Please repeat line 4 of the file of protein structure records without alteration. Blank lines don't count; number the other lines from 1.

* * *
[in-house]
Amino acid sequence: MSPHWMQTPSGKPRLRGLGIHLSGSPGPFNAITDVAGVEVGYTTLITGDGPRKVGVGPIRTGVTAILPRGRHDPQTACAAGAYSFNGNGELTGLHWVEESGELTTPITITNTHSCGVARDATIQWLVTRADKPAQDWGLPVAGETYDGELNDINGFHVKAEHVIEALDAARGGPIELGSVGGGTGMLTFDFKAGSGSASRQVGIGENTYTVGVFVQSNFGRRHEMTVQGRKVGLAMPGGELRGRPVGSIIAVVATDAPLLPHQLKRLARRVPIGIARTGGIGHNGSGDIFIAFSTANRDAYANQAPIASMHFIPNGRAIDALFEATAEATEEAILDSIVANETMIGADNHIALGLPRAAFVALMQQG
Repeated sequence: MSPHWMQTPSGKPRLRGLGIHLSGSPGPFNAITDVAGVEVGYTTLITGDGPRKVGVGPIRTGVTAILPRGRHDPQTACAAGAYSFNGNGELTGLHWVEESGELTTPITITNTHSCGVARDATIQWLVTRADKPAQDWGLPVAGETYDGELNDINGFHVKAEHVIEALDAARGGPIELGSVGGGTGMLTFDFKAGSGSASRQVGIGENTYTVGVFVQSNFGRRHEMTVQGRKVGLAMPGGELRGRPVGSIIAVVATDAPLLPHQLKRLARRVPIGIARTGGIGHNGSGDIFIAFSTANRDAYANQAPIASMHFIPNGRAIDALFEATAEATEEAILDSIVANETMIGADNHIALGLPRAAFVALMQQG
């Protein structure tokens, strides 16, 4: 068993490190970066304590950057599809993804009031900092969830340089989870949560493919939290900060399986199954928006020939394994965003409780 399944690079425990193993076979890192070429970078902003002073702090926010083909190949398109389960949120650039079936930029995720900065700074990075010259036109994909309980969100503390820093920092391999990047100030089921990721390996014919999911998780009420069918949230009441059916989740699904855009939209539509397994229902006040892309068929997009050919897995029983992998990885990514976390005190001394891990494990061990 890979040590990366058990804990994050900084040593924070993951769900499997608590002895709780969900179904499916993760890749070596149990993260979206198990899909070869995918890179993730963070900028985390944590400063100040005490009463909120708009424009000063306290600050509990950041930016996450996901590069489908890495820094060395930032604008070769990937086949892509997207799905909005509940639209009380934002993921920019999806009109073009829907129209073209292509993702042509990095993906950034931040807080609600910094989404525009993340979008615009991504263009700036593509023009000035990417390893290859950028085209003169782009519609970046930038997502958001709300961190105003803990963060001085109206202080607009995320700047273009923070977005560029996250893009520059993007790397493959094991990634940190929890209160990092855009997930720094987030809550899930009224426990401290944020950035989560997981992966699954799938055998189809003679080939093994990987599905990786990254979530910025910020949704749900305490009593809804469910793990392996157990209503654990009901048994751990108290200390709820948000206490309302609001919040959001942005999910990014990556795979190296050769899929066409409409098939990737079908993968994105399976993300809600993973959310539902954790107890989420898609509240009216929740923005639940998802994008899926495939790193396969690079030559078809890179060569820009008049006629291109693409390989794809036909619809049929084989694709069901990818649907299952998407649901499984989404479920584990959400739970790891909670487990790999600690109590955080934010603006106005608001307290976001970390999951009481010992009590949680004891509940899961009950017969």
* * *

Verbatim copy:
């Protein structure tokens, strides 16, 4: 068993490190970066304590950057599809993804009031900092969830340089989870949560493919939290900060399986199954928006020939394994965003409780 399944690079425990193993076979890192070429970078902003002073702090926010083909190949398109389960949120650039079936930029995720900065700074990075010259036109994909309980969100503390820093920092391999990047100030089921990721390996014919999911998780009420069918949230009441059916989740699904855009939209539509397994229902006040892309068929997009050919897995029983992998990885990514976390005190001394891990494990061990 890979040590990366058990804990994050900084040593924070993951769900499997608590002895709780969900179904499916993760890749070596149990993260979206198990899909070869995918890179993730963070900028985390944590400063100040005490009463909120708009424009000063306290600050509990950041930016996450996901590069489908890495820094060395930032604008070769990937086949892509997207799905909005509940639209009380934002993921920019999806009109073009829907129209073209292509993702042509990095993906950034931040807080609600910094989404525009993340979008615009991504263009700036593509023009000035990417390893290859950028085209003169782009519609970046930038997502958001709300961190105003803990963060001085109206202080607009995320700047273009923070977005560029996250893009520059993007790397493959094991990634940190929890209160990092855009997930720094987030809550899930009224426990401290944020950035989560997981992966699954799938055998189809003679080939093994990987599905990786990254979530910025910020949704749900305490009593809804469910793990392996157990209503654990009901048994751990108290200390709820948000206490309302609001919040959001942005999910990014990556795979190296050769899929066409409409098939990737079908993968994105399976993300809600993973959310539902954790107890989420898609509240009216929740923005639940998802994008899926495939790193396969690079030559078809890179060569820009008049006629291109693409390989794809036909619809049929084989694709069901990818649907299952998407649901499984989404479920584990959400739970790891909670487990790999600690109590955080934010603006106005608001307290976001970390999951009481010992009590949680004891509940899961009950017969």